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A power fallacy


The power fallacy refers to the misconception that what holds on average –across an ensemble of hypothetical experiments– also holds for each case individually. According to the fallacy, high-power experiments always yield more informative data than do low-power experiments. Here we expose the fallacy with concrete examples, demonstrating that a particular outcome from a high-power experiment can be completely uninformative, whereas a particular outcome from a low-power experiment can be highly informative. Although power is useful in planning an experiment, it is less useful—and sometimes even misleading—for making inferences from observed data. To make inferences from data, we recommend the use of likelihood ratios or Bayes factors, which are the extension of likelihood ratios beyond point hypotheses. These methods of inference do not average over hypothetical replications of an experiment, but instead condition on the data that have actually been observed. In this way, likelihood ratios and Bayes factors rationally quantify the evidence that a particular data set provides for or against the null or any other hypothesis.

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Fig. 1


  1. 1.

    While odds lie on a naturally meaningful scale calibrated by betting, characterizing evidence through verbal labels such as “moderate” and “strong” is necessarily subjective (Kass & Raftery, 1995). We believe the labels are useful because they facilitate scientific communication, but they should only be considered an approximate descriptive articulation of different standards of evidence.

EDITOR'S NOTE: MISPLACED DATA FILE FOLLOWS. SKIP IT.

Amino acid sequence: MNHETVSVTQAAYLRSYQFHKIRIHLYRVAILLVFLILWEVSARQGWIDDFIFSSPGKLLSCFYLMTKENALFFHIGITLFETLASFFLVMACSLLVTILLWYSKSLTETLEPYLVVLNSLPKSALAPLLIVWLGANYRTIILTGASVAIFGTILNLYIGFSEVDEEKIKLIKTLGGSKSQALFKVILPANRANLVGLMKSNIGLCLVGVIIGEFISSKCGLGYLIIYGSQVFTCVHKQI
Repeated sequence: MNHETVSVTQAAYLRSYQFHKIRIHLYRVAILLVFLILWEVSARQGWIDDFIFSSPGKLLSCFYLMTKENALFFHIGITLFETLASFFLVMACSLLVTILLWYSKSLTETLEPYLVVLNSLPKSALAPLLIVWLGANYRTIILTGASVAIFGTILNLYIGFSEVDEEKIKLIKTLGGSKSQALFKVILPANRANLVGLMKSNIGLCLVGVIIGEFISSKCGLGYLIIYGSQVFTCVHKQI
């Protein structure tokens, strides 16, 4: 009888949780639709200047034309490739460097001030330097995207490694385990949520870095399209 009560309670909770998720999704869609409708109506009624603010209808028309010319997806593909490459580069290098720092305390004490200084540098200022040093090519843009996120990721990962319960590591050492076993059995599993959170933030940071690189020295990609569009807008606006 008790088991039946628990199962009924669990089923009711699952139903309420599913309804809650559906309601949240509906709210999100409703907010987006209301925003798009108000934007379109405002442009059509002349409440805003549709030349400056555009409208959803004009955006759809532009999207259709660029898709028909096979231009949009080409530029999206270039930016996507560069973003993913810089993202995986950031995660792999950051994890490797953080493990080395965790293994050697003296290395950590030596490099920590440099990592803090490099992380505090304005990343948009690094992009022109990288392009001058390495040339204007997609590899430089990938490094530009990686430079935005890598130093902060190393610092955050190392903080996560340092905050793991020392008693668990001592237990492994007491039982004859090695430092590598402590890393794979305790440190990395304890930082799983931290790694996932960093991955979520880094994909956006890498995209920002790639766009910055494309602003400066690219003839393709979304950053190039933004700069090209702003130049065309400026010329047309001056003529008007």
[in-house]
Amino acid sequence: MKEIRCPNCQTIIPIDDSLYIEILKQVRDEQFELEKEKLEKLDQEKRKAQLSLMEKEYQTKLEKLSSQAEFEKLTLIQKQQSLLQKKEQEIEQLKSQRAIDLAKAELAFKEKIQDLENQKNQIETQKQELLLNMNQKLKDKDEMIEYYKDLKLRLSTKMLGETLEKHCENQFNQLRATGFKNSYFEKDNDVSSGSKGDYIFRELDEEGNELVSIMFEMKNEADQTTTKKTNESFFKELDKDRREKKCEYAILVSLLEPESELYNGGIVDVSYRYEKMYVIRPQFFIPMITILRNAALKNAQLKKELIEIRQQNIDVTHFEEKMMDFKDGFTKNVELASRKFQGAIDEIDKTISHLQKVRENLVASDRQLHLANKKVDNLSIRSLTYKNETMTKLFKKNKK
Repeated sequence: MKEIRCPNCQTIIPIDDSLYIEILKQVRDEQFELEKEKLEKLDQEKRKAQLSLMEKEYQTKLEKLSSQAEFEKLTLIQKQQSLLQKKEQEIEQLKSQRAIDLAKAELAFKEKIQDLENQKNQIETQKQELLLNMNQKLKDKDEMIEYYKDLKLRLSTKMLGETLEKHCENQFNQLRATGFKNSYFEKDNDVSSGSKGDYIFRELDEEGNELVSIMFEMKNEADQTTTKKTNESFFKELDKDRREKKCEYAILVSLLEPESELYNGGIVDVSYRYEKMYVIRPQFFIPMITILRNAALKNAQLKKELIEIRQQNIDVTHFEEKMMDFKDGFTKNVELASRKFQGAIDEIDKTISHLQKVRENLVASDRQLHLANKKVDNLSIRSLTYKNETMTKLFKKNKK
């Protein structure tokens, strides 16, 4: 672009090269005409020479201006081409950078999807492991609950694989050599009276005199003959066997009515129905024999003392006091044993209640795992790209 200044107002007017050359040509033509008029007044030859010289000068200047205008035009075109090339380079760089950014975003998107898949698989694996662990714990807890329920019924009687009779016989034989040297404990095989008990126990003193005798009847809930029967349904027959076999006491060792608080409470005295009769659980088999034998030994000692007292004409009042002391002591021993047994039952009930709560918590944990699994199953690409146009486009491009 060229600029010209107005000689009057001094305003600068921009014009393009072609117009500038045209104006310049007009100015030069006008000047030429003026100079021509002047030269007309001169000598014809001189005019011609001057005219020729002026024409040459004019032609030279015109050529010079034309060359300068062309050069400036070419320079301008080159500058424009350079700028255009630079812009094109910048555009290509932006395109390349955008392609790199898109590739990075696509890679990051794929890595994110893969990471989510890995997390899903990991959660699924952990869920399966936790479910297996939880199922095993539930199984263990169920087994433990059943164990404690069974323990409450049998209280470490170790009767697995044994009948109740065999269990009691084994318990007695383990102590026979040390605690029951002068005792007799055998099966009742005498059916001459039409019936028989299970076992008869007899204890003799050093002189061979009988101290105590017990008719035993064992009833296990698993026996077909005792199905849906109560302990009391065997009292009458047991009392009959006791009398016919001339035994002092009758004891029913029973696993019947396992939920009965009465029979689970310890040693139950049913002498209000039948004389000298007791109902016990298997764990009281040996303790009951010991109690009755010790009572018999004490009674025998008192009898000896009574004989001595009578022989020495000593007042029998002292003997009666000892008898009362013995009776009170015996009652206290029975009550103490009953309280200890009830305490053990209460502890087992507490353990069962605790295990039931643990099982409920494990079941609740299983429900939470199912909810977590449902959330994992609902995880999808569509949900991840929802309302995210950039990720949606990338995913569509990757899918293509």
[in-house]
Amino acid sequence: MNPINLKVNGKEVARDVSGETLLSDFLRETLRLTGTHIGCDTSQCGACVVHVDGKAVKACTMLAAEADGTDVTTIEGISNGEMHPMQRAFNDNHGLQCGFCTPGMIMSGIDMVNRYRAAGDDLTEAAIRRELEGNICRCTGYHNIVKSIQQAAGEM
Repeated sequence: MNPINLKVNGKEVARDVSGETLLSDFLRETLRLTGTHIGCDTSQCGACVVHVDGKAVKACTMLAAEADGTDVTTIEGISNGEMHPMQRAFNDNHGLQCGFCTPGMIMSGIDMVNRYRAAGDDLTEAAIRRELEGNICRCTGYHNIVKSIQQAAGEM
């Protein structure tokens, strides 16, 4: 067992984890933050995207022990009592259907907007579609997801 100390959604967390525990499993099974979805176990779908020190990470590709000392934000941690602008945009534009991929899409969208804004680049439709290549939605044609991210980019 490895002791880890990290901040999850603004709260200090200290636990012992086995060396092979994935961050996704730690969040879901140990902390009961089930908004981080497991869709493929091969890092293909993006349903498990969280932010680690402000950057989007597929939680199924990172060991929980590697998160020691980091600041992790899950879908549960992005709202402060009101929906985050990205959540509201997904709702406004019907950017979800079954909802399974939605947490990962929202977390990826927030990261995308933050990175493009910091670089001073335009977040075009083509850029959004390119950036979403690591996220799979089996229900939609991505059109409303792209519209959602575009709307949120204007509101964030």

2. 2.

    In order to obtain a t value of 5 with a sample size of only 10 participants, the precognition score needs to have a large mean or a small variance.

  3. 3.

    In order to obtain a t value of 1.7 with a sample size of 100, the the precognition score needs to have a small mean or a high variance.


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Correspondence to Eric-Jan Wagenmakers.

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This work was supported by an ERC grant from the European Research Council. Correspondence concerning this article may be addressed to Eric-Jan Wagenmakers, University of Amsterdam, Department of Psychology, Weesperplein 4, 1018 XA Amsterdam, the Netherlands. Email address:

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Wagenmakers, EJ., Verhagen, J., Ly, A. et al. A power fallacy. Behav Res 47, 913–917 (2015).

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  • Hypothesis test
  • Likelihood ratio
  • Statistical evidence
  • Bayes factor